The strobe input lead 23 is also coupled to the set input of MODE flip flop 24, the Q output of which is designated HOLD.
The clock input of counter/register 21 is coupled to the output of a conventional clock signal generator 26 via an AND gate 27. The output of counter 21 is coupled to the input of a conventional zero detector 28, the output of which is coupled to the reset input of MODE flip flop 24 and also to the enabling input of AND gate 27. The output of clock generator 26 is also coupled via an AND gate 27 to the input of a conventional Johnson counter 30 hz 1 v i ng a plu rality of pair of output terminals labled FA, FA; F8, F8; FN, FN; all corresponding to terminals to a, 15b, 15n of FIG. 1. As will be evident to those skilled in the art, Johnson counter 30 has N flip flops configured in pairs for generating a plurality of complementary pairs of rectangular wave signal trains with each pair of signal trains being phase displaced from the remaining pairs of signal trains by a pre-determined amount such as 90. With reference to FIG. 3, for example, two such pairs of control signal trains FA, F A; F8, @are shown, with FB phase displaced 90 from FA and FE phase displaced 90 from Q.
In operation, in response to the appearance of a strobe signal on conductor 23, a multi-bit character is transferred from data source via data bus 22 to counter/register 21, and MODE flip flop 24 is set, thereby establishing HOLD true. When the multi-bit character is placed into counter/register 21, the output of zero detector 28 changes state, thereby enabling AND gate 27. With AND gate 27 enabled, the clock signal train from clock 26 is coupled to the incrementing input of counter/register 21, and also to the input of the Johnson counter 30, thereby initiating the generation of control signal trains FA, FA, FB, W, etc. Concurrently with the generation with these control signals. counter 21 is incremented or decremented until the zero state is reached. Upon the occurrence of this event, the output of zero detector 28 changes state, thereby re-setting MODE control flip flop 24 and disabling AND gate 27. The operational sequence is reinstituted upon generation of a subsequent strobe sig nal and the storage of a new multi-bit character in counter/register 21.
FIG. 4 is a circuit diagram of a preferred embodiment of source selector l3 specifically designed for use in a two-phase permanent magnet stepping motor. As seen in this Figure, source selector 13 comprises an upper portion generally designated by reference numeral 40 for supplying current to a first set of stator windings 11 and a lower portion 42 for supplying current to a second set of stator windings 11,,. For convenience, the first and second set of windings are hereinafter desig nated as the phase A and phase B windings, respectively.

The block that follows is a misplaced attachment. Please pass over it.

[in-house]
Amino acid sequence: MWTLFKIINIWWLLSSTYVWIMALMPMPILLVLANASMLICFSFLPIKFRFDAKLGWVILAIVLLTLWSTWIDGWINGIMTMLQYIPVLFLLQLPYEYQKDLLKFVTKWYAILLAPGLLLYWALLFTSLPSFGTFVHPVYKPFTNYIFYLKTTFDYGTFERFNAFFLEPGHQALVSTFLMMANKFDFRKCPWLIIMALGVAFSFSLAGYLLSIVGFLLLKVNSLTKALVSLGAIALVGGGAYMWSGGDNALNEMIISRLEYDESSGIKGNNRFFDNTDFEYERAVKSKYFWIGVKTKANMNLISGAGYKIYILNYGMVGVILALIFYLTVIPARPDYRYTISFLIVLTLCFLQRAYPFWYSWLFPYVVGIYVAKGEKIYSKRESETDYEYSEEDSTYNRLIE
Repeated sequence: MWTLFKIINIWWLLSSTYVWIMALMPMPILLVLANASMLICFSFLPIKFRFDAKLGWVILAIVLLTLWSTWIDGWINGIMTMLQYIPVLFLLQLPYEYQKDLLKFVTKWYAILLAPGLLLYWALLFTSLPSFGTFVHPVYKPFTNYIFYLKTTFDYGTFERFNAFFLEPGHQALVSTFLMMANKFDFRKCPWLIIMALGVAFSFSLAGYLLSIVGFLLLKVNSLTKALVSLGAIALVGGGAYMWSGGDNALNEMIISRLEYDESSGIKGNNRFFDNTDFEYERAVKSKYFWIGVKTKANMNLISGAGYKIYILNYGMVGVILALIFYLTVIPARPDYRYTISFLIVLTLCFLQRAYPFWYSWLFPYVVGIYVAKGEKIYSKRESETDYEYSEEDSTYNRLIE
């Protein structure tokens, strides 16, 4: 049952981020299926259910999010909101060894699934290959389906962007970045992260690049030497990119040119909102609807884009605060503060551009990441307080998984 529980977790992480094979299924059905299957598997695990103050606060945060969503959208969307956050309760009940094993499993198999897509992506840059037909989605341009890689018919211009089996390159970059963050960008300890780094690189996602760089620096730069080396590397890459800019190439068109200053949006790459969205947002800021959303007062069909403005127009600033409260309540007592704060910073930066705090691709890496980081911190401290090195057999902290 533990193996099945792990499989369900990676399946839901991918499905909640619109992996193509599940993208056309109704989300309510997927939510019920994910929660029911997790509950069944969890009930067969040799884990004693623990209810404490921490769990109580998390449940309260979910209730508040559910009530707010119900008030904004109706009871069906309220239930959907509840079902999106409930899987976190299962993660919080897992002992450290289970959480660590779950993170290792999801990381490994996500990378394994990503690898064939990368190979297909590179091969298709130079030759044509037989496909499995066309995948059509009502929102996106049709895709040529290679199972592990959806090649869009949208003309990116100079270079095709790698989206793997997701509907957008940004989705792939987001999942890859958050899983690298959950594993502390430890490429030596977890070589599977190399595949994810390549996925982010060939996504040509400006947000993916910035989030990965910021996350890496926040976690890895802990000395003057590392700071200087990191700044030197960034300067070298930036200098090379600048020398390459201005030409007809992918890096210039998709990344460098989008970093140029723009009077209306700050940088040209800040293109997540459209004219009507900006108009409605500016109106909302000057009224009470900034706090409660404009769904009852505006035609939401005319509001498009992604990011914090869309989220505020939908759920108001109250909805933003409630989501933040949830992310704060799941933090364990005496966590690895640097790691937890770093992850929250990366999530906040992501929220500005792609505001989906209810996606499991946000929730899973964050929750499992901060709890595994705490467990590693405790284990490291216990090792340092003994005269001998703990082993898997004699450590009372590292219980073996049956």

Upper portion 40 of source selector 13 includes a first pair of transistors 50, 51 of a first conductivity type each having an emitter coupled to high voltage source 13 designated as V which in the preferred embodiment is a conventional 15 VDC source. The base of an inverting AND gate 55. lnverting AND gates 53, 55
are controlled by control signals FA, FTA and HOLD described more fully below..
The collector of transistor 50 is coupled to a first end of phase A winding 11 to the anode of a quenching diode 56 and to the cathode of a diode 57. The collector of transistor 51 is coupled to the other end of phase A winding 11,, to the anode of a quenching diode 58 and to the cathode of a diode 59. The anode of diode 57 is coupled via a variable resistance 60 to low voltage source 14 designated as V,, which in the preferred embodiment is a conventional 5 VDC source. The anode of diode 59 is likewise coupled to V via a variable resistance 61.
The collector of transistor 50 is further coupled to the collector of a transistor of opposite conductivity type. The base of transistor is coupled to V via a resistance 71 and also to the output of an inverting AND gate 72. The emitter of transistor 70 is coupled to reference potential 68.
The input to inverting AND gate 67 is FA control signal; the input to inverting AND gate 72 is I? control signal.
Lower portion 42 of source selector 13 is substantially identical to upper portion 40. Accordingly, the same reference numerals have been applied to the corresponding elements in portion 42 with the prime designation used to distinguish the elements of lower portion 42 from upper portion 40. Since the operation of both portions 40 and 42 are substantially identical, only the operation of upper portion 40 will be described in detail.
The state of transistor 50 is controlled by both FA, and HOLD control signals. The state of lower transistor 65 is controlled by FA control signal, while the state of lower transistor 70 is controlled by FA control signal. Whenever FA and HOLD are true. the output of inverting AND gate 53 is false which switches transistor 50 on, thereby enabling current to flow from V through transistor 50 and phase A winding 11,, in the right-hand direction as viewed in the Fig. to the collector of transistor 70. lfF A is false at the inputs to inverting AND gate 72, transistor 70 is switched on by V,, and current flows therethrough to ground 68.
Similarly, when WA and HOLD are both true, the output of inverting AND gate 55 is false which switches transistor 51 on, thereby enabling current to flow from V through transistor 51 and phase A winding 11,, in the left-hand direction as viewed in the Fig. to the collector of transistor 65. If FA is false at the inputs to inverting AND gate 67, transistor 65 is switched on by V and current flows therethrough to ground 38.